“Kate Blanchard woke up one morning in a dream home she could no longer afford, a young son who needed a man’s influence and not a friend among those who claimed to be prior to her husband’s mysterious disappearance.
About all she could lay claim to was a ramshackle ranch along Terlingua Creek, sitting forlornly in the desolate reaches of the lower Big Bend in Texas. It was the only place left she could go. There she finds a home, and a presence of something strange yet comforting that she can’t fully put her finger on or understand.
With that ethereal presence comes Solomon Zacatecas, a loner with his own past and a knowledge of her land near uncanny in nature. He helps her when no one else can and is honest when no one else will be, but she suspicions that he is not completely so.
Yet her quiet, unassuming neighbor proves to be more than capable in whatever situation arises. That includes when standing alone against those who would take everything else that Kate had, including her life as well as her son’s.”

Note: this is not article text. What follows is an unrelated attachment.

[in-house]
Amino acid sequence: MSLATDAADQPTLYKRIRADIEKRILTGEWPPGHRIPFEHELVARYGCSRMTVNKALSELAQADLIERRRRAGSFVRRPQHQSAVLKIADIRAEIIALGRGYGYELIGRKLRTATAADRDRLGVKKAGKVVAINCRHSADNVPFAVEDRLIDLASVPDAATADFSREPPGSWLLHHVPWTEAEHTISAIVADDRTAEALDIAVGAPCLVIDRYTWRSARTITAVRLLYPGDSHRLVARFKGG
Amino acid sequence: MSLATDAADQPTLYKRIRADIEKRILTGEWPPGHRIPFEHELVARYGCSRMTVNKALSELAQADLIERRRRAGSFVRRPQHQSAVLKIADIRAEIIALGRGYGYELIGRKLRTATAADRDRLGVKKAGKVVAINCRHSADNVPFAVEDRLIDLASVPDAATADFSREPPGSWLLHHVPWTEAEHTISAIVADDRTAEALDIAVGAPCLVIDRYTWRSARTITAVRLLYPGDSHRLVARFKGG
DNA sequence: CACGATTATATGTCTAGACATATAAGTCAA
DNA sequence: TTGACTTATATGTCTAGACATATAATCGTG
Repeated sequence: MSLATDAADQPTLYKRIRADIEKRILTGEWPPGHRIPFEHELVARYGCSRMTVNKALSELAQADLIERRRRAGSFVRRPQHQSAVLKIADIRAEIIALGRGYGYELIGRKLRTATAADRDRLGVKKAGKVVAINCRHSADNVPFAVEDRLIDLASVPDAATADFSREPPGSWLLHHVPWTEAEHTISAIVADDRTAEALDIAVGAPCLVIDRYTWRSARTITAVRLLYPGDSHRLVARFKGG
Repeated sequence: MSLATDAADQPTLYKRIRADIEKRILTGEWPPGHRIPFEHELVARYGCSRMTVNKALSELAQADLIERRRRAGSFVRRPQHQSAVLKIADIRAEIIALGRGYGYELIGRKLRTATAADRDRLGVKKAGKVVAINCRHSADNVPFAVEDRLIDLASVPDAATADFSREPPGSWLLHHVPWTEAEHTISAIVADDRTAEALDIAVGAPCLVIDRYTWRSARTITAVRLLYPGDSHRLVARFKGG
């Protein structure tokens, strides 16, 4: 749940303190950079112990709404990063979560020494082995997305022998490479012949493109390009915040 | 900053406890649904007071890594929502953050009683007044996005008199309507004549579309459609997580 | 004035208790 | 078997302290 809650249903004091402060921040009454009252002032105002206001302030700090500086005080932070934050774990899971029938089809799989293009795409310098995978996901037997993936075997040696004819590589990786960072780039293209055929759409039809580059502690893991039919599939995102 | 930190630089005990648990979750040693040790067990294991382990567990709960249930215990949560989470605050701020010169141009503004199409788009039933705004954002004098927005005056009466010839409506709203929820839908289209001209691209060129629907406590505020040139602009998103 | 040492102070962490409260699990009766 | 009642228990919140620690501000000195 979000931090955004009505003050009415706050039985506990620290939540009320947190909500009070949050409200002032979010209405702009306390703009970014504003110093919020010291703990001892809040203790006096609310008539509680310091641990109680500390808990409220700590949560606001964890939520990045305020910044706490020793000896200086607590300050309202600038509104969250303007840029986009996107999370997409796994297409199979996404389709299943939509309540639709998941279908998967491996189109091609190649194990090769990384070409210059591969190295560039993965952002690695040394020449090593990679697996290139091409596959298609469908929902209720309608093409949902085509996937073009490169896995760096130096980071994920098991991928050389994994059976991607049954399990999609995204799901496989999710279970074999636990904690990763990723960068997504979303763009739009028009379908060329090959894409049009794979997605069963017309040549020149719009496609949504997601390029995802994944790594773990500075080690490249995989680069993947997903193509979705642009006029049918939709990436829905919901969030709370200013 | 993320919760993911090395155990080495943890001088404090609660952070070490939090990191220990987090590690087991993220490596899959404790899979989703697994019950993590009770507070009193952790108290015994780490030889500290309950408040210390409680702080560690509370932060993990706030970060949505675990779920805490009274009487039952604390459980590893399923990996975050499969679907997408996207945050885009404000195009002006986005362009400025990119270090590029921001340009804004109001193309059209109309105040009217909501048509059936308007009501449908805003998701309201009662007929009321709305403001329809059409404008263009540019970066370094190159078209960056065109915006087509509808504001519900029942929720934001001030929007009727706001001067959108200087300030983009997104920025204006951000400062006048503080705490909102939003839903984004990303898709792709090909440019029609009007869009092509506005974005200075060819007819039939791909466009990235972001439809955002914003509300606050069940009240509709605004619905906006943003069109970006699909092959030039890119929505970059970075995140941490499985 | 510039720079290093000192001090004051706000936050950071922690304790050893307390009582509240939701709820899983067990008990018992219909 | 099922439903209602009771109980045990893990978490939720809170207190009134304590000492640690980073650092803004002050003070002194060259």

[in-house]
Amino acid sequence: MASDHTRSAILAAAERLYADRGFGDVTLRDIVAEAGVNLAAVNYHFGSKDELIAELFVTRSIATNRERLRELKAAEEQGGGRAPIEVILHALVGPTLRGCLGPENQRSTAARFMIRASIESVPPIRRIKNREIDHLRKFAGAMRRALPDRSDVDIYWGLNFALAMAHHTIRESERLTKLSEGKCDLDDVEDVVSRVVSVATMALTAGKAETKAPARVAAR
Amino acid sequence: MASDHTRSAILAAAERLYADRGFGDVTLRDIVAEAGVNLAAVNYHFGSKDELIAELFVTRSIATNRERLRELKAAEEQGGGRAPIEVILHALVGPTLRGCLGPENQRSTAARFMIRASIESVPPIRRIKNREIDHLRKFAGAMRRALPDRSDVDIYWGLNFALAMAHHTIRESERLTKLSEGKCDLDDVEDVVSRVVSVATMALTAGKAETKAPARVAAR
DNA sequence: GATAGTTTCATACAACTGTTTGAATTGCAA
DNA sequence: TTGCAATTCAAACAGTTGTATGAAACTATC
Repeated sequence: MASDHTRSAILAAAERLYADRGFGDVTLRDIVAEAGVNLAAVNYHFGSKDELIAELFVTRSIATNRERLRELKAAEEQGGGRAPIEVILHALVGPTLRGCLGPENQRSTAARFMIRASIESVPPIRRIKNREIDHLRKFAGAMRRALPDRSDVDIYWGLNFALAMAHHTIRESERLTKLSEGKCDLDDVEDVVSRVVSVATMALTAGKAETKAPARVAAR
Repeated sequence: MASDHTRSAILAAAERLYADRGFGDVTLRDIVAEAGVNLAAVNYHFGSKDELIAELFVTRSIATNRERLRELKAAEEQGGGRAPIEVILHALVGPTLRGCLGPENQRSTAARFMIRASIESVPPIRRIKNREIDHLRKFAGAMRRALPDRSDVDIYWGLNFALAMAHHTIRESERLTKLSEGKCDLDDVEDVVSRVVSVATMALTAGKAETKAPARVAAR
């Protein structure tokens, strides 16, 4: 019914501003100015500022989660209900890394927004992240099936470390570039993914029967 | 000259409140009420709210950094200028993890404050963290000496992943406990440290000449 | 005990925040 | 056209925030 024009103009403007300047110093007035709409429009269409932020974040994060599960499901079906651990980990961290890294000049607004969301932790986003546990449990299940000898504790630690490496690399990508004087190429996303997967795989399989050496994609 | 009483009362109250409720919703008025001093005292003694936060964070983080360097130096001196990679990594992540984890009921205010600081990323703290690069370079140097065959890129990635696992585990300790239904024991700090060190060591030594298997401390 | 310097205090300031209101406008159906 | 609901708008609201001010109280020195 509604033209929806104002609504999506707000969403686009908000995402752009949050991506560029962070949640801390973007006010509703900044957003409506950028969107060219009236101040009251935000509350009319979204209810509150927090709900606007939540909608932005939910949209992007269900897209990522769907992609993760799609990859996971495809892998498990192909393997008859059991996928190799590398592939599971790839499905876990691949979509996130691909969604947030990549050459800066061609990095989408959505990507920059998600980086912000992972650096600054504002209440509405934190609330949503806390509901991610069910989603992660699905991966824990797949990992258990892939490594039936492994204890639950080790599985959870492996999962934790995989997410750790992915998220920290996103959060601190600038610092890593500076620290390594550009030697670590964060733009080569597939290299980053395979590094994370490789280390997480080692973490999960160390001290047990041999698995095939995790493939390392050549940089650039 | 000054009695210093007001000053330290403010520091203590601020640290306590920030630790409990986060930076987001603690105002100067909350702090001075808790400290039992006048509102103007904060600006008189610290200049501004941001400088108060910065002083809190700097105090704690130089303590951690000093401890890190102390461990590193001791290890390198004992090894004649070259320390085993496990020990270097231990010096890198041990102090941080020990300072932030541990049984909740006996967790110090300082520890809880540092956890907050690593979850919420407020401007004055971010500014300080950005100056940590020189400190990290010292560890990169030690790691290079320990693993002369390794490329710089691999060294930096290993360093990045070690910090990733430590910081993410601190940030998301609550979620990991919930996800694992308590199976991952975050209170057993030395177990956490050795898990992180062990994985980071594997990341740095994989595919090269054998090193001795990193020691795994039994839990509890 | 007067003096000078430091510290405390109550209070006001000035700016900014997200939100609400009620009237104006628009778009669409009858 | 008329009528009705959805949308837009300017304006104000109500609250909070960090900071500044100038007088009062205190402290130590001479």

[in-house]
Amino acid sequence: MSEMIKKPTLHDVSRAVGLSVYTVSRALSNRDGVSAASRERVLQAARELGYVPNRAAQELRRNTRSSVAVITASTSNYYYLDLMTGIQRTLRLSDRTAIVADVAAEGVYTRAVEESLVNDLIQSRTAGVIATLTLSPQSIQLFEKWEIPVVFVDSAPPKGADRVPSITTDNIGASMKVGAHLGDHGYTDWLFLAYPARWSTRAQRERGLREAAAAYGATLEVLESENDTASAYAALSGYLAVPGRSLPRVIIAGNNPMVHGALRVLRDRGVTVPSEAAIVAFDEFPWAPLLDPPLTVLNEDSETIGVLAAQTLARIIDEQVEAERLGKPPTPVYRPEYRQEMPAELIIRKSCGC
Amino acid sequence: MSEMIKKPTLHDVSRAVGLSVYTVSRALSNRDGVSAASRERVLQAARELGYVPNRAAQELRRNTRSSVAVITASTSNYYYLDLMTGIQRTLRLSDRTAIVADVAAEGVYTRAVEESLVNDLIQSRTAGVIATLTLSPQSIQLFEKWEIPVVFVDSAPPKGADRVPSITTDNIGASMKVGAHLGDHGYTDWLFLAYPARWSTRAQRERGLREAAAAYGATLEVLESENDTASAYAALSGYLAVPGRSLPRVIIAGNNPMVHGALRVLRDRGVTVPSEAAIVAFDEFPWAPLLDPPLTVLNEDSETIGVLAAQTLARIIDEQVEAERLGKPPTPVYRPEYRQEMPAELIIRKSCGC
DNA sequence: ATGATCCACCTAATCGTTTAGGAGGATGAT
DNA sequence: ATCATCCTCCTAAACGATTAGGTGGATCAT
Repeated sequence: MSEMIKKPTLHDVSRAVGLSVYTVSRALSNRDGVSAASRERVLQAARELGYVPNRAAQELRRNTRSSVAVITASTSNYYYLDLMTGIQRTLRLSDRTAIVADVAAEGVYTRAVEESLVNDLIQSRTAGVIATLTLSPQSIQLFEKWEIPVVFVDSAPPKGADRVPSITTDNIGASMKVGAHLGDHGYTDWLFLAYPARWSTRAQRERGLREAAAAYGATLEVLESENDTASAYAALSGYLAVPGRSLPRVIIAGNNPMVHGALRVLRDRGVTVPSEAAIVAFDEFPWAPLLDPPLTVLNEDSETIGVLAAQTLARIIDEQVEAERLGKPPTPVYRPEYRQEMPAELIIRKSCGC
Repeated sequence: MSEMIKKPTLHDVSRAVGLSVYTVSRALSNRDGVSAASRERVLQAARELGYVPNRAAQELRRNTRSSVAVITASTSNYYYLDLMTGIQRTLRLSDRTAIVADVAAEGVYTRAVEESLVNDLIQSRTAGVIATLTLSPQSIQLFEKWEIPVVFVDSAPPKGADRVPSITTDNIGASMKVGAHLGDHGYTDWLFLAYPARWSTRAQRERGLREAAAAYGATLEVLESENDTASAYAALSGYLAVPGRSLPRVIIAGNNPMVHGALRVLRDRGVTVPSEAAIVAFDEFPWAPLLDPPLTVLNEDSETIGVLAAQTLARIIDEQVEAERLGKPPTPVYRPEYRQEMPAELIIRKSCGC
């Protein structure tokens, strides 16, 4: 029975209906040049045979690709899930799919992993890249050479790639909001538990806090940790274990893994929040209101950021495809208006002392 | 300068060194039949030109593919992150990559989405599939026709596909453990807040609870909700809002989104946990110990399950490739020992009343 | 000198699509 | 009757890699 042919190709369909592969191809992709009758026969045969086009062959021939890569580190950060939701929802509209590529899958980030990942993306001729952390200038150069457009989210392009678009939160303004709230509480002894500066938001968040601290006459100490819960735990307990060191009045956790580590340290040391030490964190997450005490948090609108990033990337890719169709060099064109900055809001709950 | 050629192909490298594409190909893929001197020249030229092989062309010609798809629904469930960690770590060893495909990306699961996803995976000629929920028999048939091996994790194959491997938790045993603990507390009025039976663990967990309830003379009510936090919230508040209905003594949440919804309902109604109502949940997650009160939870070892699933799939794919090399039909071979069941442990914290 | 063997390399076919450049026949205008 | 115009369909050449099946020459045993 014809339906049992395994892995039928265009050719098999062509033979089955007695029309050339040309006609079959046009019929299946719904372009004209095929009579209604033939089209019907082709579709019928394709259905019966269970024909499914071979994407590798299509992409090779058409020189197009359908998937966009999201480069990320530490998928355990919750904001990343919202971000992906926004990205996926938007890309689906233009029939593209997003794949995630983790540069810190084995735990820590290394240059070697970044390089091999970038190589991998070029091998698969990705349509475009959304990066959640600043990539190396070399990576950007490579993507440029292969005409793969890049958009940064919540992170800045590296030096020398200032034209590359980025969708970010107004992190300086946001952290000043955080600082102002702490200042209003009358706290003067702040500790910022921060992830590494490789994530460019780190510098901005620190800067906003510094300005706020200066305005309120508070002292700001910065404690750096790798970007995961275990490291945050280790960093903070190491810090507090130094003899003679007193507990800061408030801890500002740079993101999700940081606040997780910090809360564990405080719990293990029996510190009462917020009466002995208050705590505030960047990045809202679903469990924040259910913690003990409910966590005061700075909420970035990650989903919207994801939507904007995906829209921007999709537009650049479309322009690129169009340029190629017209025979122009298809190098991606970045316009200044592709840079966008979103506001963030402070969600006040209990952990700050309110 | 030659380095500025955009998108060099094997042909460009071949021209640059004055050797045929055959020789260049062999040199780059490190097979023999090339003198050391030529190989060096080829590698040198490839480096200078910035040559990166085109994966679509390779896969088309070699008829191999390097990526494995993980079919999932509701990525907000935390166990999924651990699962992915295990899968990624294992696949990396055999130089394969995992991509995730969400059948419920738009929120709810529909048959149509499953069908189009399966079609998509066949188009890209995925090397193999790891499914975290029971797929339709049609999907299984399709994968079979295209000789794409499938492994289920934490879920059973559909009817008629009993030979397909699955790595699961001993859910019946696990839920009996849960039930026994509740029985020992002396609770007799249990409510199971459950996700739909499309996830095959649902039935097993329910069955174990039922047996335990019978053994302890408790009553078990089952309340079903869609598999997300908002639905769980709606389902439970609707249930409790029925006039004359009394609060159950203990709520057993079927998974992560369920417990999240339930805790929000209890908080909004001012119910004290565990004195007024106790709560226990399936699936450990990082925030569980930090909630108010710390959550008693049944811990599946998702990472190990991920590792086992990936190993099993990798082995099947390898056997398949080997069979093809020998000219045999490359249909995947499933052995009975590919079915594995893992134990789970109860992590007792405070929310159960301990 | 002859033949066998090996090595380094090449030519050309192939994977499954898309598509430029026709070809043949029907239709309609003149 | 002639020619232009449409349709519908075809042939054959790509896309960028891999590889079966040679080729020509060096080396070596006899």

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Yonderings: Trails and Memories of the Big Bend
It was a time before Terlingua Ranch and chili cook-offs, and when you could drive a hundred miles without seeing another vehicle or another person. The year was 1961, and the tides of humanity which ebbed and flowed into the lower reaches of the Big Bend were at their historical nadir. It was a vast, empty land spotted by isolated ranch headquarters, a national park with few visitors, and the many ruins of a past shrouded in legend, lore, and improbable truths. There was no television, no daytime radio, few telephones, and very few people.
Ben H. English came to the Big Bend at the age of two, the fifth of six generations of his family to call this enigmatic region home. With his family headquartered at the old Lajitas Trading Post, he worked and lived on ranches and places now little more than forgotten dots on yellowing maps. He attended the one-room schoolhouse at Terlingua, prowled the banks of the Rio Grande, and crisscrossed the surrounding areas time and again on horseback and by foot.
Some fifty years later he writes about those many decades ago, as well as the history and legends of this singular land he knows so well. Ben separates fact from fiction and brings the reader into a world that few these days can ever imagine, much less experience. He also writes about the lower Big Bend as it is found now, and what one can still rediscover just over the next rise.